Tables must be included to show: (a) participating faculty including research preceptors (including their sources of support and records in research education activities as described for this program), (b) the potential participant pool, and, for applicants with a previous history of funding for research education in diverse populations, (c) information about past participants in other awards and their subsequent activities. For this purpose, the following Data Tables must be used: Data Tables 2, 3, 4, 5A, 5B, 8A, and 8C. For Table 5A, the "Degree" information in the "Training Period" column should be omitted since this R25 FOA supports short-term, non-degree granting experiences. These tables are not subject to a page limit. They should be compiled as a single pdf file. The filename "Data_Tables.pdf" should be used and the file attached.
Letters of Support
A letter of institutional commitment must be attached as part of Letters of Support (see section below:” Institutional Environment and Commitment". The application must include a signed letter on institutional letterhead from a President, Provost, Dean or key institutional leader that describes the activities and resources provided by the institution that will ensure the success of the planned R25 program and its participants (not to exceed 10 pages). Institutional commitment to the following areas should be described in the letter.
Follow all instructions provided in the SF424 (R&R) Application Guide.
Follow all instructions provided in the SF424 (R&R) Application Guide with the following additional modifications:
Participant costs for the proposed research experiences and professional development activities may include:
Follow all instructions provided in the SF424 (R&R) Application Guide.
All instructions in the SF424 (R&R) Application Guide must be followed, with the following additional instructions:
The Research Strategy section must be used to upload the Research Education Program Plan, which must include the following components described below:
Research Education Program Plan
Proposed Research Education Program. While the proposed research education program may complement ongoing research training and education occurring at the applicant institution, the proposed educational experiences must be distinct from those research training and research education programs currently receiving federal support. When research training programs are on-going in the same department, the applicant organization should clearly distinguish between the activities in the proposed research education program and the research training supported by the training program.
Program Participants Research Education Opportunities. Applications should describe the available research opportunities, including the research problems to be addressed, and available methods and technology research skills to be acquired, that can prepare program participants for careers as clinician investigators. Include a description of how available research opportunities contribute to the concepts, treatments, or preventative interventions that drive a field. Applications must describe each of the items below.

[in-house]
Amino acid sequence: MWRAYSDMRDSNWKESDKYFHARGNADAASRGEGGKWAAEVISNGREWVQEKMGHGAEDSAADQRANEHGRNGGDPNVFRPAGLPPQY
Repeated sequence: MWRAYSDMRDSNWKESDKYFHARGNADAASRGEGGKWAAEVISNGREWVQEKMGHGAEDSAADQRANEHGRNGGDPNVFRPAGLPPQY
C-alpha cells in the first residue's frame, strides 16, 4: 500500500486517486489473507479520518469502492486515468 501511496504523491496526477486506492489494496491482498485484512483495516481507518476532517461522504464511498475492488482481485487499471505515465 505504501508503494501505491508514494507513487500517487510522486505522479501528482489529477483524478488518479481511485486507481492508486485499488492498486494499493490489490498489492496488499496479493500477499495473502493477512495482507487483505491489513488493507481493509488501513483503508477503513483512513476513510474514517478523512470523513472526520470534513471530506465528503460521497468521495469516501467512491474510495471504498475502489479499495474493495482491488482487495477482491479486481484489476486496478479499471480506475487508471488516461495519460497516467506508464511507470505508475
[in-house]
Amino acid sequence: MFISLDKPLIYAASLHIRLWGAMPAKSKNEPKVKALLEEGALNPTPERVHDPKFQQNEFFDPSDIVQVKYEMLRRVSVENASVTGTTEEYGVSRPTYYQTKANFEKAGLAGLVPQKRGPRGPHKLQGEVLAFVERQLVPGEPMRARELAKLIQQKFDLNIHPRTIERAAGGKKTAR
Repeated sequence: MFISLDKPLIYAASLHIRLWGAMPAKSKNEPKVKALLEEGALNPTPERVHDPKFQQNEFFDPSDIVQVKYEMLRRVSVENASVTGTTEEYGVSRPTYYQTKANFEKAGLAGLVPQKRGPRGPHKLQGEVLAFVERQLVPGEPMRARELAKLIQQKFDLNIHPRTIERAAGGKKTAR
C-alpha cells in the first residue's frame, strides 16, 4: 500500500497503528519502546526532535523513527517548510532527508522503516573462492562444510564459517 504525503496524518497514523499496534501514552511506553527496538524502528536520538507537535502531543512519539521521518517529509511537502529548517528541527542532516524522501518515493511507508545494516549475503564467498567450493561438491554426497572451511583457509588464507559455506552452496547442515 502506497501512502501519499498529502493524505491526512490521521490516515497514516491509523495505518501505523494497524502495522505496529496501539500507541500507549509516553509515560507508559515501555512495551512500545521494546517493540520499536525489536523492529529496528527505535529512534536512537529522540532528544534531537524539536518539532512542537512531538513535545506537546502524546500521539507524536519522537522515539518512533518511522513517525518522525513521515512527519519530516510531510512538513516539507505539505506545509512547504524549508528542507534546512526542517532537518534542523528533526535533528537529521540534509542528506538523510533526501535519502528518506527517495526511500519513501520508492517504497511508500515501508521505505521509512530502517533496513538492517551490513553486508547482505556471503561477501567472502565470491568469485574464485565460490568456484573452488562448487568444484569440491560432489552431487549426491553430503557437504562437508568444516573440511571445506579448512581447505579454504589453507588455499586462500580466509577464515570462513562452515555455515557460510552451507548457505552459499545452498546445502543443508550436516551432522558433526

Less experienced program participants may require a phased developmental period in which the award includes considerable skill-building followed by a period of supervised research. Candidates with more experience at the time of selection may already have an adequate theoretical or practical background and need a shorter developmental period.
Because resident-investigators uniquely must fulfill both research goals and clinical duties, it is essential that the program description include an annotated timeline indicating planned periods of research leading to research competencies, as well as periods of clinical duties leading to specialty board-eligibility. Evidence that the proposed institutional plan for clinical and research activities in residency is recognized as sufficient to prepare for board eligibility is required at the time of application.
For resident-investigators the applicant institution must provide research and clinical activities that lead to certification. Describe how the overall structure of the proposed program of research and clinical activities will lead to participant eligibility for certification or endorsement and oversight by the American Board of Otolaryngology - Head and Neck Surgery (ABOHNS https://www.aboto.org/). The overall structure of the institutional program must also include a process for determining if the program participants will require additional residency training time to achieve compliance with ABOHNS.
Applications from institutions that have NIDCD-funded T32 programs that support MDs or MD/PhDs in otolaryngology residency training must describe how the proposed program will complement the existing program(s) and potential overlap between programs will be avoided.
Program Director/Principal Investigator. Describe arrangements for administration of the program. Provide evidence that the Program Director/Principal Investigator is actively engaged in research and/or teaching in an area related to the mission of NIH, and can organize, administer, monitor, and evaluate the research education program. For programs proposing multiple PDs/PIs, describe the complementary and integrated expertise of the PDs/PIs; their leadership approach, and governance appropriate for the planned project.